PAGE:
6 Works

Data from: Evolution of the bamboos (Bambusoideae; Poaceae): a full plastome phylogenomic analysis

William P. Wysocki, Lynn G. Clark, Eduardo Ruiz-Sanchez, Lakshmi Attigala & Melvin R. Duvall
Background: Bambusoideae (Poaceae) comprise three distinct and well-supported lineages: tropical woody bamboos (Bambuseae), temperate woody bamboos (Arundinarieae) and herbaceous bamboos (Olyreae). Phylogenetic studies using chloroplast markers have generally supported a sister relationship between Bambuseae and Olyreae. This suggests either at least two origins of the woody bamboo syndrome in this subfamily or its loss in Olyreae. Results: Here a full chloroplast genome (plastome) phylogenomic study is presented using the coding and noncoding regions of 13...

Data from: At the passing gate: past introgression in the process of species formation between Amazilia violiceps and A. viridifrons hummingbirds along the Mexican Transition Zone

Flor Rodríguez-Gómez & Juan Francisco Ornelas
Aim: We tested whether populations of violet-crowned and green-fronted hummingbirds, Amazilia violiceps and Amazilia viridifrons, are genetically and environmentally differentiated, and examined the role of past geological and climatic changes in driving their diversification. Location: Trans-Mexican Volcanic Belt. Methods: Mitochondrial and nuclear DNA of individuals collected throughout the species' ranges were sequenced and then analysed using maximum-likelihood and Bayesian approaches. Species tree analysis, Bayesian species delimitation, divergence time inference, historical demography, palaeodistribution modelling, and niche...

Data from: Heat tolerance in Drosophila subobscura along a latitudinal gradient: contrasting patterns between plastic and genetic responses

Luis E. Castañeda, Enrico L. Rezende & Mauro Santos
Susceptibility to global warming relies on how thermal tolerances respond to increasing temperatures through plasticity or evolution. Climatic adaptation can be assessed examining the geographic variation in thermal-related traits. We studied latitudinal patterns in heat tolerance in Drosophila subobscura reared at two temperatures. We used four static stressful temperatures to estimate the thermal death time curves (TDT), and two ramping assays with fast and slow heating rates. TDT curves allow estimating the critical thermal maximum...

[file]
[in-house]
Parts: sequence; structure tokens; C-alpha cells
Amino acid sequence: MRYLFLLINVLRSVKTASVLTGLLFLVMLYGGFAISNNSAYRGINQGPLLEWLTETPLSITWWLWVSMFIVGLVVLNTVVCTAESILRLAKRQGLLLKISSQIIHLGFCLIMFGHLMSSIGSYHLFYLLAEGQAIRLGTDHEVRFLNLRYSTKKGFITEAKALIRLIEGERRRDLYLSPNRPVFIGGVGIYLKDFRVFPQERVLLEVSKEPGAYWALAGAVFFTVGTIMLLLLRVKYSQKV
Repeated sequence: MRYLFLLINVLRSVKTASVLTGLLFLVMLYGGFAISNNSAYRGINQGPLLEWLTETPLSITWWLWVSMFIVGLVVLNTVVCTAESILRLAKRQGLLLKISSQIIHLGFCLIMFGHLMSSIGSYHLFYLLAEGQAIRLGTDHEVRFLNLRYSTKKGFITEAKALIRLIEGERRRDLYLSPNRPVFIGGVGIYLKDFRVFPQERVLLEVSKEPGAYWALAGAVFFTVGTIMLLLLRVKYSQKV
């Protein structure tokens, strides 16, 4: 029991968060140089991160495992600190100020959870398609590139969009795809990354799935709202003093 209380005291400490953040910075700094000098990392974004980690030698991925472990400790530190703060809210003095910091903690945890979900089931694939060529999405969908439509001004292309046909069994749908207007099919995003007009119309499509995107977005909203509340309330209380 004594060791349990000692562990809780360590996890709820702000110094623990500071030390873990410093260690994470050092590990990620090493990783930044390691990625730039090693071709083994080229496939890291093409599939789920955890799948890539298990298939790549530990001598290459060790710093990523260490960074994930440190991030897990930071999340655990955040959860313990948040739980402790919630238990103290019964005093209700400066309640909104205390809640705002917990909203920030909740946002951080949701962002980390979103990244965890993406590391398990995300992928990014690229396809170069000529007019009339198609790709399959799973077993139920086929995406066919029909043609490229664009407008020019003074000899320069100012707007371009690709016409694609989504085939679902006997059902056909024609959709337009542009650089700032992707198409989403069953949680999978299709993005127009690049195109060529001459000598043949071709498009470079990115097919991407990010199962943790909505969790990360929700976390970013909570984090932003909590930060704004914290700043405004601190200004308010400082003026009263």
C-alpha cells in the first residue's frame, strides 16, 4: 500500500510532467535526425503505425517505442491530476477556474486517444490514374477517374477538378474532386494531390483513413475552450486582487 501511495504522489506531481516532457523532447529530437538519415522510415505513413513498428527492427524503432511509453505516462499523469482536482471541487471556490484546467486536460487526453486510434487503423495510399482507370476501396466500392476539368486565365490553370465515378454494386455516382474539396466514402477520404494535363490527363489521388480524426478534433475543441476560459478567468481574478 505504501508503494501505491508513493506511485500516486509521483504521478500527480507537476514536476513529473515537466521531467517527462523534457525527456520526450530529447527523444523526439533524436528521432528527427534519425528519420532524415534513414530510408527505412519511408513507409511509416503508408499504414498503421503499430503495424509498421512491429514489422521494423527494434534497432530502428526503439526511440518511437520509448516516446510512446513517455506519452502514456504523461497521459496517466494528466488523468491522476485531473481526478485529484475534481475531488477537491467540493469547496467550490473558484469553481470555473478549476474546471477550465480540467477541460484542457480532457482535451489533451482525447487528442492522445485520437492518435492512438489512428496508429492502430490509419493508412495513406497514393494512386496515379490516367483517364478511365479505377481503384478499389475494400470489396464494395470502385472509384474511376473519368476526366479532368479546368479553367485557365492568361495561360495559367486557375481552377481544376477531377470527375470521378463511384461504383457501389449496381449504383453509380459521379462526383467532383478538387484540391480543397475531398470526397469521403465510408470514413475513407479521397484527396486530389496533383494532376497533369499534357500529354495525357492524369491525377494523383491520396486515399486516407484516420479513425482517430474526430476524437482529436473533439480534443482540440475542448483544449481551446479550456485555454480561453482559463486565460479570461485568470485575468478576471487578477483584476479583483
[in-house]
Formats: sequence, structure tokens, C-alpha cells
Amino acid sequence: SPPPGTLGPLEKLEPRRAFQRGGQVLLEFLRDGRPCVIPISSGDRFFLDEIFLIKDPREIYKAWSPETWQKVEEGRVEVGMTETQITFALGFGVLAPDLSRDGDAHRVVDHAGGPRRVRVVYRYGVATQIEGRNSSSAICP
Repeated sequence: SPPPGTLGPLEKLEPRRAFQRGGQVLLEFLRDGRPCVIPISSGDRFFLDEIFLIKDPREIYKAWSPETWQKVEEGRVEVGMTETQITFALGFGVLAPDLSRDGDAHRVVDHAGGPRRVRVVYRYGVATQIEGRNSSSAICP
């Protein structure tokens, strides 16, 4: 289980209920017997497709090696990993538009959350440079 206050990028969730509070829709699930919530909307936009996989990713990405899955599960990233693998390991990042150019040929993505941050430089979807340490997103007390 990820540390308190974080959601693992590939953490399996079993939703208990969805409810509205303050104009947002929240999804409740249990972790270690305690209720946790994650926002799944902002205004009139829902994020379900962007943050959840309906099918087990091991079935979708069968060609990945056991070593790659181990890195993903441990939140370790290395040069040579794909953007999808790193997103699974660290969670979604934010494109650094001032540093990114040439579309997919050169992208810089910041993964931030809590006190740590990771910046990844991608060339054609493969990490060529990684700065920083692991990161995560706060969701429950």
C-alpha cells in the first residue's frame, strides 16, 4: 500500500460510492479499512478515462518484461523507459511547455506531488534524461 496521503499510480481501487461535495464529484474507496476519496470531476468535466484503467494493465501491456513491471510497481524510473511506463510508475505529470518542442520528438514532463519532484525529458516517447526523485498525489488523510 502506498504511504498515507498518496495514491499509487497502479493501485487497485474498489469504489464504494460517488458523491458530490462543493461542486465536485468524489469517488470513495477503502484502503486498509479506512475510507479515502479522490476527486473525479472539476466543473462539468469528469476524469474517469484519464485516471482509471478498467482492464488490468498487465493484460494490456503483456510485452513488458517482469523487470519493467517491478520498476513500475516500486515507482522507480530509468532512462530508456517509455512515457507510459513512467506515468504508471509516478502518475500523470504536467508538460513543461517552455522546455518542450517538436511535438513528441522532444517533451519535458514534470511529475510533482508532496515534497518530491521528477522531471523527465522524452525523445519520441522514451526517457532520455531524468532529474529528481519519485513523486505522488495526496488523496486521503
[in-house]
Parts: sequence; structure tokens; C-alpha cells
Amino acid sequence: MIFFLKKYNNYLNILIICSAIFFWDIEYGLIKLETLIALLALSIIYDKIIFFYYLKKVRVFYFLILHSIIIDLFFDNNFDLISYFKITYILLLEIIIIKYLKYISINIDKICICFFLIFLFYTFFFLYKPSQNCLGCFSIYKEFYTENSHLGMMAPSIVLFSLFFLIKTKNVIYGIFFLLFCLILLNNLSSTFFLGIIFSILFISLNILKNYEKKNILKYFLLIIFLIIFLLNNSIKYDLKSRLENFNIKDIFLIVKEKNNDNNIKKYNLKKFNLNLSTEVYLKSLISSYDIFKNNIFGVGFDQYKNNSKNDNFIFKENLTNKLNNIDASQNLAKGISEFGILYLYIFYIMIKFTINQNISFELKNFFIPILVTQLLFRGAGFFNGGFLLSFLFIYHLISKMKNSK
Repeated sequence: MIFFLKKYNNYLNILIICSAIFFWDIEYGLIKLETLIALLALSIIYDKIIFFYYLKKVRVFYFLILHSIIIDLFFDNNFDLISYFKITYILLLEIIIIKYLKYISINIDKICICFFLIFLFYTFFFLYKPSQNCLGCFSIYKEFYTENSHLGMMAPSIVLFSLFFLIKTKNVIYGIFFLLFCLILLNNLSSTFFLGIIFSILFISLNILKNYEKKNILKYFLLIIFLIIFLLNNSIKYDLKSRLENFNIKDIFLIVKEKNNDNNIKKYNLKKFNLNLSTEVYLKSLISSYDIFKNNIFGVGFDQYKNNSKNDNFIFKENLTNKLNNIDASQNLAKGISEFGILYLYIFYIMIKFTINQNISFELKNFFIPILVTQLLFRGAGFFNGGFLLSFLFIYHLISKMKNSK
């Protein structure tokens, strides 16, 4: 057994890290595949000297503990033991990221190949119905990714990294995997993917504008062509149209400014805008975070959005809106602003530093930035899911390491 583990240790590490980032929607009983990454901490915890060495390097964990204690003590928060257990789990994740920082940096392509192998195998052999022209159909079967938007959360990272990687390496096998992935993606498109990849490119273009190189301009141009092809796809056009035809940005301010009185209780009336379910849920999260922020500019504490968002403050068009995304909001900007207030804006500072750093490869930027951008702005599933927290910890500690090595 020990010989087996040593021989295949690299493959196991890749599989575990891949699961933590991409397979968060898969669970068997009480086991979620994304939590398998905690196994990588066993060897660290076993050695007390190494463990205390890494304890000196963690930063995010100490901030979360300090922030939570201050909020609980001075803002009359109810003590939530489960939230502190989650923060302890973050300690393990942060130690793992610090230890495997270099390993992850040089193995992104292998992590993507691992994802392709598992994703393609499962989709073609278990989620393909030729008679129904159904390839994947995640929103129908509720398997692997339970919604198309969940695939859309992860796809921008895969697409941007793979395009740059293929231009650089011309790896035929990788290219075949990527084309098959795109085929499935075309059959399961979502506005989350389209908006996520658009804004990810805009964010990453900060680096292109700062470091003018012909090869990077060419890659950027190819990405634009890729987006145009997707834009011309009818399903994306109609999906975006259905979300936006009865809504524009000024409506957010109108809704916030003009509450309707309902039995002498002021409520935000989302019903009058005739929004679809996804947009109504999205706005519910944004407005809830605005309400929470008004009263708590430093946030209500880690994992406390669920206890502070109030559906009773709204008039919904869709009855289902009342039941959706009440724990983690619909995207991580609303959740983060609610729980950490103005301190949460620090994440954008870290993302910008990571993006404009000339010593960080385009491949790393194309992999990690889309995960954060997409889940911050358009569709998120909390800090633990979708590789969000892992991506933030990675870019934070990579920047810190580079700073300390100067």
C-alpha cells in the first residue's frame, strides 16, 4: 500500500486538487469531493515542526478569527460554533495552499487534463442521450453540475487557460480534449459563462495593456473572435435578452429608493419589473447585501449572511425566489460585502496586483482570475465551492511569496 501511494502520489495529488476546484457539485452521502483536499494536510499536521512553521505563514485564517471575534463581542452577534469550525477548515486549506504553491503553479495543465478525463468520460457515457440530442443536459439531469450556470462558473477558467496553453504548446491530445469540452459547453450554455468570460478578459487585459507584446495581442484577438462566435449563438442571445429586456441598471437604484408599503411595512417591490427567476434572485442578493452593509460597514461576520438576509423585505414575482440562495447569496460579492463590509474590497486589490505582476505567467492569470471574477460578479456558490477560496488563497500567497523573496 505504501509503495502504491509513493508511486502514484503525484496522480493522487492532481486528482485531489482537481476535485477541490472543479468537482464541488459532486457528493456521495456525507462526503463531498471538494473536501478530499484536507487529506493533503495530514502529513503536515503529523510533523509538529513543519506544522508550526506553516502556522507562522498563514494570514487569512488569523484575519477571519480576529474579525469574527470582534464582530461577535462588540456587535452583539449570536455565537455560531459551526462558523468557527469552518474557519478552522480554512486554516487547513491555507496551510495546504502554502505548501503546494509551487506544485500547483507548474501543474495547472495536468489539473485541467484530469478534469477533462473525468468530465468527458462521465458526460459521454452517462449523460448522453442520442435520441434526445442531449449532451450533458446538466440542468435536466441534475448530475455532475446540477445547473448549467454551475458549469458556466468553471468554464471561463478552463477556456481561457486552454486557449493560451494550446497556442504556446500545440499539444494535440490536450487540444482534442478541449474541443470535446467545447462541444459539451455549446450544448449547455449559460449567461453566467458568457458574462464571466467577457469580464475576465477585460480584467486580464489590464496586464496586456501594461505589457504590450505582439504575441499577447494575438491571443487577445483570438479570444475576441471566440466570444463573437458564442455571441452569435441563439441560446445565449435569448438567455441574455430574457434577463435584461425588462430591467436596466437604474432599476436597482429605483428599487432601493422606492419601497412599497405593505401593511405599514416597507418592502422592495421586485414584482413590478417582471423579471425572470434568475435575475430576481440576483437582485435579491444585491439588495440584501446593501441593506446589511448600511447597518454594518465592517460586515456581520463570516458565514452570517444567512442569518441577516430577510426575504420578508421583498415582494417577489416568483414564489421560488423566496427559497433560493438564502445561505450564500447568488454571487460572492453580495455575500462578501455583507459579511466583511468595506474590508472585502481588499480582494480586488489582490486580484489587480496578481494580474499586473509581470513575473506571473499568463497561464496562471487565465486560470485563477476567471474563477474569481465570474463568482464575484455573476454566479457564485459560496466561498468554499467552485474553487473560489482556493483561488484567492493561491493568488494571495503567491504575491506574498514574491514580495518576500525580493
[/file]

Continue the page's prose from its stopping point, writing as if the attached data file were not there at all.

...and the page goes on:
Data from: Historical and current introgression in a Mesoamerican hummingbird species complex: a biogeographic perspective

Rosa Alicia Jiménez & Juan Francisco Ornelas
The influence of geologic and Pleistocene glacial cycles might result in morphological and genetic complex scenarios in the biota of the Mesoamerican region. We tested whether berylline, blue-tailed and steely-blue hummingbirds, Amazilia beryllina, Amazilia cyanura and Amazilia saucerottei, show evidence of historical or current introgression as their plumage colour variation might suggest. We also analysed the role of past and present climatic events in promoting genetic introgression and species diversification. We collected mitochondrial DNA (mtDNA)...

Data from: Molecular and iridescent feather reflectance data reveal recent genetic diversification and phenotypic differentiation in a cloud forest hummingbird

Juan Fransisco Ornelas, Clementina González, Blanca E. Hernández-Baños, Jaime García-Moreno & Juan Francisco Ornelas
The present day distribution and spatial genetic diversity of Mesoamerican biota reflects a long history of responses to habitat change. The hummingbird Lampornis amethystinus is distributed in northern Mesoamerica, with geographically disjunct populations. Based on sampling across the species range using mitochondrial DNA (mtDNA) sequences and nuclear microsatellites jointly analysed with phenotypic and climatic data, we (1) test whether the fragmented distribution is correlated with main evolutionary lineages, (2) assess body size and plumage color...

Data from: Divergence in mating signals correlates with genetic distance and behavioural responses to playback

J. Roberto Sosa-López, Juan E. Martinez Gomez & Daniel J. Mennill
Animals use acoustic signals to defend resources against rivals and attract breeding partners. As with many biological traits, acoustic signals may reflect ancestry; closely related species often produce more similar signals than do distantly related species. Whether this similarity in acoustic signals is biologically relevant to animals is poorly understood. We conducted a playback experiment to measure the physical and vocal responses of male songbirds to the songs of both conspecific and allopatric-congeneric animals that...

Registration Year

  • 2015

Resource Types

  • Dataset


  • Instituto de Ecología
  • University of Windsor
  • National Autonomous University of Mexico
  • University Austral de Chile
  • University of Roehampton
  • University of Illinois at Urbana Champaign
  • Iowa State University
  • Autonomous University of Barcelona
  • Instituto Politécnico Nacional